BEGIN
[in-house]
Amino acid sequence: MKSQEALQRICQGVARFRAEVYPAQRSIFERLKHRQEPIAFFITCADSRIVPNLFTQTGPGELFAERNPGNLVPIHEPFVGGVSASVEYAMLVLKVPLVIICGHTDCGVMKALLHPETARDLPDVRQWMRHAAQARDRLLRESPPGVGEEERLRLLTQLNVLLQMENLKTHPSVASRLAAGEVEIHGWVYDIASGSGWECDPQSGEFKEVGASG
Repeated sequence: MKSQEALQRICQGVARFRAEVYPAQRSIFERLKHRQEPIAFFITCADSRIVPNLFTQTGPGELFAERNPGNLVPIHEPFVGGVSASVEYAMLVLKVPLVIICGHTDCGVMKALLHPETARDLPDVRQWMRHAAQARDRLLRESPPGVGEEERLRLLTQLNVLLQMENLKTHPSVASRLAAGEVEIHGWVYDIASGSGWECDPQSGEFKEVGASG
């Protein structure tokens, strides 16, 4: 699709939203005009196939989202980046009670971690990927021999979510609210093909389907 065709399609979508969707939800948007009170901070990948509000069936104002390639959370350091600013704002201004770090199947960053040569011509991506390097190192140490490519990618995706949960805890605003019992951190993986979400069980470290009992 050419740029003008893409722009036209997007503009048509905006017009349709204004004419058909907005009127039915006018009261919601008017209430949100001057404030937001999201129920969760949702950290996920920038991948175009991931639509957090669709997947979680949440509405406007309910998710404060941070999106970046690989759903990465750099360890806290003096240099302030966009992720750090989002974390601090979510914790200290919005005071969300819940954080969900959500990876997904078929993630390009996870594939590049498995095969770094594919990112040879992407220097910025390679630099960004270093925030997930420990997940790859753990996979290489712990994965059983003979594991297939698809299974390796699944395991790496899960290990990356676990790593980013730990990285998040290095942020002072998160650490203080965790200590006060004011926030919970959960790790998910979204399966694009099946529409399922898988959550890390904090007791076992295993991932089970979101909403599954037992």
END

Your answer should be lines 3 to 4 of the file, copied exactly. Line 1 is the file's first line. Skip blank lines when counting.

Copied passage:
Repeated sequence: MKSQEALQRICQGVARFRAEVYPAQRSIFERLKHRQEPIAFFITCADSRIVPNLFTQTGPGELFAERNPGNLVPIHEPFVGGVSASVEYAMLVLKVPLVIICGHTDCGVMKALLHPETARDLPDVRQWMRHAAQARDRLLRESPPGVGEEERLRLLTQLNVLLQMENLKTHPSVASRLAAGEVEIHGWVYDIASGSGWECDPQSGEFKEVGASG
């Protein structure tokens, strides 16, 4: 699709939203005009196939989202980046009670971690990927021999979510609210093909389907 065709399609979508969707939800948007009170901070990948509000069936104002390639959370350091600013704002201004770090199947960053040569011509991506390097190192140490490519990618995706949960805890605003019992951190993986979400069980470290009992 050419740029003008893409722009036209997007503009048509905006017009349709204004004419058909907005009127039915006018009261919601008017209430949100001057404030937001999201129920969760949702950290996920920038991948175009991931639509957090669709997947979680949440509405406007309910998710404060941070999106970046690989759903990465750099360890806290003096240099302030966009992720750090989002974390601090979510914790200290919005005071969300819940954080969900959500990876997904078929993630390009996870594939590049498995095969770094594919990112040879992407220097910025390679630099960004270093925030997930420990997940790859753990996979290489712990994965059983003979594991297939698809299974390796699944395991790496899960290990990356676990790593980013730990990285998040290095942020002072998160650490203080965790200590006060004011926030919970959960790790998910979204399966694009099946529409399922898988959550890390904090007791076992295993991932089970979101909403599954037992």